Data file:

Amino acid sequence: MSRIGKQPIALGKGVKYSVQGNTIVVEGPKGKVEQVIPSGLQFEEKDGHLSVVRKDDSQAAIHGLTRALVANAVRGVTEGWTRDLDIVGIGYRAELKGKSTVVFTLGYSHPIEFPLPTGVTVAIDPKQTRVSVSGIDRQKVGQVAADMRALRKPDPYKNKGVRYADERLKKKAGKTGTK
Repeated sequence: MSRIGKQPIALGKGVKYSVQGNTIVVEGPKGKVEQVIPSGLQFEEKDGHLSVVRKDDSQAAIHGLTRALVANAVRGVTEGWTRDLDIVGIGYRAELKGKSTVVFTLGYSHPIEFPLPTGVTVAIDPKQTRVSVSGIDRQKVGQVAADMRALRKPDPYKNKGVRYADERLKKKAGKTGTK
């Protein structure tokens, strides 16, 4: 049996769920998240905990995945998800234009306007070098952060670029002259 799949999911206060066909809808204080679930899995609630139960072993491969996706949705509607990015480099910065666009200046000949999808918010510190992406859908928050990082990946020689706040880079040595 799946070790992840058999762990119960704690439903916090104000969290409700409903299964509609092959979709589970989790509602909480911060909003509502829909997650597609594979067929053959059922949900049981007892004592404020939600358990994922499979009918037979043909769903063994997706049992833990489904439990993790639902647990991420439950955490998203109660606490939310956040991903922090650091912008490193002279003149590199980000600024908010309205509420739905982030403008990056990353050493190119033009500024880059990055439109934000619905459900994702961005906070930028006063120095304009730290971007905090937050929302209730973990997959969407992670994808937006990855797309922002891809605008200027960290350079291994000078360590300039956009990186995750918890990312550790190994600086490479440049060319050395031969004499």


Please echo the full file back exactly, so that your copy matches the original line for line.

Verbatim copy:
Amino acid sequence: MSRIGKQPIALGKGVKYSVQGNTIVVEGPKGKVEQVIPSGLQFEEKDGHLSVVRKDDSQAAIHGLTRALVANAVRGVTEGWTRDLDIVGIGYRAELKGKSTVVFTLGYSHPIEFPLPTGVTVAIDPKQTRVSVSGIDRQKVGQVAADMRALRKPDPYKNKGVRYADERLKKKAGKTGTK
Repeated sequence: MSRIGKQPIALGKGVKYSVQGNTIVVEGPKGKVEQVIPSGLQFEEKDGHLSVVRKDDSQAAIHGLTRALVANAVRGVTEGWTRDLDIVGIGYRAELKGKSTVVFTLGYSHPIEFPLPTGVTVAIDPKQTRVSVSGIDRQKVGQVAADMRALRKPDPYKNKGVRYADERLKKKAGKTGTK
């Protein structure tokens, strides 16, 4: 049996769920998240905990995945998800234009306007070098952060670029002259 799949999911206060066909809808204080679930899995609630139960072993491969996706949705509607990015480099910065666009200046000949999808918010510190992406859908928050990082990946020689706040880079040595 799946070790992840058999762990119960704690439903916090104000969290409700409903299964509609092959979709589970989790509602909480911060909003509502829909997650597609594979067929053959059922949900049981007892004592404020939600358990994922499979009918037979043909769903063994997706049992833990489904439990993790639902647990991420439950955490998203109660606490939310956040991903922090650091912008490193002279003149590199980000600024908010309205509420739905982030403008990056990353050493190119033009500024880059990055439109934000619905459900994702961005906070930028006063120095304009730290971007905090937050929302209730973990997959969407992670994808937006990855797309922002891809605008200027960290350079291994000078360590300039956009990186995750918890990312550790190994600086490479440049060319050395031969004499």